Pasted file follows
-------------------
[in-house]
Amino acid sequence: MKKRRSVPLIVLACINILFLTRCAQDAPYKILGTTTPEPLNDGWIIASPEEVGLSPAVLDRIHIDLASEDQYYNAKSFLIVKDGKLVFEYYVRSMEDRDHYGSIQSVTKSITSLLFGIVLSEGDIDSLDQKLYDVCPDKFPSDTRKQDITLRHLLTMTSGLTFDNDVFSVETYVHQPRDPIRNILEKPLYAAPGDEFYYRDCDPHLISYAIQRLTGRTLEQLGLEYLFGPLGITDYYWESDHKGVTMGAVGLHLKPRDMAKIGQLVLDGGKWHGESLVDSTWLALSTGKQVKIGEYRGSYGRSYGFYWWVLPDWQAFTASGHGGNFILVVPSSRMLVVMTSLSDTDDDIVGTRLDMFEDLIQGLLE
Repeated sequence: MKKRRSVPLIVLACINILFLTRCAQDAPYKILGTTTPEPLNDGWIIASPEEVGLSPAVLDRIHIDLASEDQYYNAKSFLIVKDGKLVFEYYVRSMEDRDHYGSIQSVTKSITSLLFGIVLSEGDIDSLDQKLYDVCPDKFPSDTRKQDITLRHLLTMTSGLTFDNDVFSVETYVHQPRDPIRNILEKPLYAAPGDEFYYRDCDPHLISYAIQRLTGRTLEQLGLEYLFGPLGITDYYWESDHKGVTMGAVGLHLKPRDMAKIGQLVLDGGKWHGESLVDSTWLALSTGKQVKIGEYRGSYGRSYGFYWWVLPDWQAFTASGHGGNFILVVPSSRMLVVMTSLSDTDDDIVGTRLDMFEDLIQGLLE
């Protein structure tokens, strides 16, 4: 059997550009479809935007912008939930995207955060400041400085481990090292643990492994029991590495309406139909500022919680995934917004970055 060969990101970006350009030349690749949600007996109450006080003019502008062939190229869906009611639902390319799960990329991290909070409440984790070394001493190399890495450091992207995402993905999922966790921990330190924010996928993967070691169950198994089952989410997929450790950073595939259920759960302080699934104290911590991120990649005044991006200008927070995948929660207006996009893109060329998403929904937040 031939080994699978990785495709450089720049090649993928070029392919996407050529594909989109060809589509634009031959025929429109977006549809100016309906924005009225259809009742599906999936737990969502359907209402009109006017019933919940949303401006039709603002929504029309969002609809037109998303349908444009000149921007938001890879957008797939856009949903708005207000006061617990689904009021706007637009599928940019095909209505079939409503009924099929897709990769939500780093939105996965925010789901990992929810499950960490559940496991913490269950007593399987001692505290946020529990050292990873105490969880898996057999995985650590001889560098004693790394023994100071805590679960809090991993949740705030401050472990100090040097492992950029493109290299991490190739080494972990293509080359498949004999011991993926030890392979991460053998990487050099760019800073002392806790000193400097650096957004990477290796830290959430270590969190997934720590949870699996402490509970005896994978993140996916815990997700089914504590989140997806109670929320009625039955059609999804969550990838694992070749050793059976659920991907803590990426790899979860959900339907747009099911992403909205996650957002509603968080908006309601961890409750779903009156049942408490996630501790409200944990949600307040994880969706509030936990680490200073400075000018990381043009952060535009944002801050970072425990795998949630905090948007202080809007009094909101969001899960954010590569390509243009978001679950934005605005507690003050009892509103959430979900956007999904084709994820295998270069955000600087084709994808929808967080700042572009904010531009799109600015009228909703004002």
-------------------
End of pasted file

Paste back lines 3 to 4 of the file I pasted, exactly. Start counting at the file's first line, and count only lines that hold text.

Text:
Repeated sequence: MKKRRSVPLIVLACINILFLTRCAQDAPYKILGTTTPEPLNDGWIIASPEEVGLSPAVLDRIHIDLASEDQYYNAKSFLIVKDGKLVFEYYVRSMEDRDHYGSIQSVTKSITSLLFGIVLSEGDIDSLDQKLYDVCPDKFPSDTRKQDITLRHLLTMTSGLTFDNDVFSVETYVHQPRDPIRNILEKPLYAAPGDEFYYRDCDPHLISYAIQRLTGRTLEQLGLEYLFGPLGITDYYWESDHKGVTMGAVGLHLKPRDMAKIGQLVLDGGKWHGESLVDSTWLALSTGKQVKIGEYRGSYGRSYGFYWWVLPDWQAFTASGHGGNFILVVPSSRMLVVMTSLSDTDDDIVGTRLDMFEDLIQGLLE
């Protein structure tokens, strides 16, 4: 059997550009479809935007912008939930995207955060400041400085481990090292643990492994029991590495309406139909500022919680995934917004970055 060969990101970006350009030349690749949600007996109450006080003019502008062939190229869906009611639902390319799960990329991290909070409440984790070394001493190399890495450091992207995402993905999922966790921990330190924010996928993967070691169950198994089952989410997929450790950073595939259920759960302080699934104290911590991120990649005044991006200008927070995948929660207006996009893109060329998403929904937040 031939080994699978990785495709450089720049090649993928070029392919996407050529594909989109060809589509634009031959025929429109977006549809100016309906924005009225259809009742599906999936737990969502359907209402009109006017019933919940949303401006039709603002929504029309969002609809037109998303349908444009000149921007938001890879957008797939856009949903708005207000006061617990689904009021706007637009599928940019095909209505079939409503009924099929897709990769939500780093939105996965925010789901990992929810499950960490559940496991913490269950007593399987001692505290946020529990050292990873105490969880898996057999995985650590001889560098004693790394023994100071805590679960809090991993949740705030401050472990100090040097492992950029493109290299991490190739080494972990293509080359498949004999011991993926030890392979991460053998990487050099760019800073002392806790000193400097650096957004990477290796830290959430270590969190997934720590949870699996402490509970005896994978993140996916815990997700089914504590989140997806109670929320009625039955059609999804969550990838694992070749050793059976659920991907803590990426790899979860959900339907747009099911992403909205996650957002509603968080908006309601961890409750779903009156049942408490996630501790409200944990949600307040994880969706509030936990680490200073400075000018990381043009952060535009944002801050970072425990795998949630905090948007202080809007009094909101969001899960954010590569390509243009978001679950934005605005507690003050009892509103959430979900956007999904084709994820295998270069955000600087084709994808929808967080700042572009904010531009799109600015009228909703004002």